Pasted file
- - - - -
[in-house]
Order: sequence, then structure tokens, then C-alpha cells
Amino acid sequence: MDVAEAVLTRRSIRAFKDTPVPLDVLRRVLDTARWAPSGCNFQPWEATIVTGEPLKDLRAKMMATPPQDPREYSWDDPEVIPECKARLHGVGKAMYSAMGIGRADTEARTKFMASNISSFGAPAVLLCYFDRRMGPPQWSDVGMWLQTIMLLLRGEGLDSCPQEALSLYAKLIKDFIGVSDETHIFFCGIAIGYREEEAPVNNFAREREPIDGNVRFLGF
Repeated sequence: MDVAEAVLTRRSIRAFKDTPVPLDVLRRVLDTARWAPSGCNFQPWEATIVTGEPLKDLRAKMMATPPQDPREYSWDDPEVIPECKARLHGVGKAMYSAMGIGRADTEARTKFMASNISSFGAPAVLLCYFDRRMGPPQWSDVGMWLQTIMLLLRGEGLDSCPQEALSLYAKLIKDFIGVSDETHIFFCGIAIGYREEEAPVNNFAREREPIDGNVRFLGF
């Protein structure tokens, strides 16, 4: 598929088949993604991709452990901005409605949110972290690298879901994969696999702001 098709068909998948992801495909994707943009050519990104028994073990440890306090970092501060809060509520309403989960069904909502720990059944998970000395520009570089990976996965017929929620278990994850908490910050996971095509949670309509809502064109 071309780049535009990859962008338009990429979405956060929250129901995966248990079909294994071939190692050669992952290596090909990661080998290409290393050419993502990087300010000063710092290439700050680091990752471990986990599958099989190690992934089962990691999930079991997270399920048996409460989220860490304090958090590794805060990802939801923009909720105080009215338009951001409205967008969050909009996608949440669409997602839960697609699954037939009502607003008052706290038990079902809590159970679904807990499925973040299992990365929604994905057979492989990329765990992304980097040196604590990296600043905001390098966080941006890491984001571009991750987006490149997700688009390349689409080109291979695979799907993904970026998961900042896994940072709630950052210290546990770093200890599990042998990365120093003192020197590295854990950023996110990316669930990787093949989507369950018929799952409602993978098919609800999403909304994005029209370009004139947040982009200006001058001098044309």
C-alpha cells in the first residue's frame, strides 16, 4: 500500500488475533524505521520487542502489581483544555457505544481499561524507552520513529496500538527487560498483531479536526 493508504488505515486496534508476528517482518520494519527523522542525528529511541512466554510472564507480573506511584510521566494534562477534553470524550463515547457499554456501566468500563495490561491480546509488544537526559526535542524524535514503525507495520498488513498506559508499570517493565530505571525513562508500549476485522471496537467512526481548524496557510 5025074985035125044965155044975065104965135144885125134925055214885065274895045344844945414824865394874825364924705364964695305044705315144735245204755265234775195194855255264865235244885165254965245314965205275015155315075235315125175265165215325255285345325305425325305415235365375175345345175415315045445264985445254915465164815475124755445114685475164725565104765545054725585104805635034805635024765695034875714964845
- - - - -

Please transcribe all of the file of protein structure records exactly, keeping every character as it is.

[in-house]
Order: sequence, then structure tokens, then C-alpha cells
Amino acid sequence: MDVAEAVLTRRSIRAFKDTPVPLDVLRRVLDTARWAPSGCNFQPWEATIVTGEPLKDLRAKMMATPPQDPREYSWDDPEVIPECKARLHGVGKAMYSAMGIGRADTEARTKFMASNISSFGAPAVLLCYFDRRMGPPQWSDVGMWLQTIMLLLRGEGLDSCPQEALSLYAKLIKDFIGVSDETHIFFCGIAIGYREEEAPVNNFAREREPIDGNVRFLGF
Repeated sequence: MDVAEAVLTRRSIRAFKDTPVPLDVLRRVLDTARWAPSGCNFQPWEATIVTGEPLKDLRAKMMATPPQDPREYSWDDPEVIPECKARLHGVGKAMYSAMGIGRADTEARTKFMASNISSFGAPAVLLCYFDRRMGPPQWSDVGMWLQTIMLLLRGEGLDSCPQEALSLYAKLIKDFIGVSDETHIFFCGIAIGYREEEAPVNNFAREREPIDGNVRFLGF
């Protein structure tokens, strides 16, 4: 598929088949993604991709452990901005409605949110972290690298879901994969696999702001 098709068909998948992801495909994707943009050519990104028994073990440890306090970092501060809060509520309403989960069904909502720990059944998970000395520009570089990976996965017929929620278990994850908490910050996971095509949670309509809502064109 071309780049535009990859962008338009990429979405956060929250129901995966248990079909294994071939190692050669992952290596090909990661080998290409290393050419993502990087300010000063710092290439700050680091990752471990986990599958099989190690992934089962990691999930079991997270399920048996409460989220860490304090958090590794805060990802939801923009909720105080009215338009951001409205967008969050909009996608949440669409997602839960697609699954037939009502607003008052706290038990079902809590159970679904807990499925973040299992990365929604994905057979492989990329765990992304980097040196604590990296600043905001390098966080941006890491984001571009991750987006490149997700688009390349689409080109291979695979799907993904970026998961900042896994940072709630950052210290546990770093200890599990042998990365120093003192020197590295854990950023996110990316669930990787093949989507369950018929799952409602993978098919609800999403909304994005029209370009004139947040982009200006001058001098044309």
C-alpha cells in the first residue's frame, strides 16, 4: 500500500488475533524505521520487542502489581483544555457505544481499561524507552520513529496500538527487560498483531479536526 493508504488505515486496534508476528517482518520494519527523522542525528529511541512466554510472564507480573506511584510521566494534562477534553470524550463515547457499554456501566468500563495490561491480546509488544537526559526535542524524535514503525507495520498488513498506559508499570517493565530505571525513562508500549476485522471496537467512526481548524496557510 5025074985035125044965155044975065104965135144885125134925055214885065274895045344844945414824865394874825364924705364964695305044705315144735245204755265234775195194855255264865235244885165254965245314965205275015155315075235315125175265165215325255285345325305425325305415235365375175345345175415315045445264985445254915465164815475124755445114685475164725565104765545054725585104805635034805635024765695034875714964845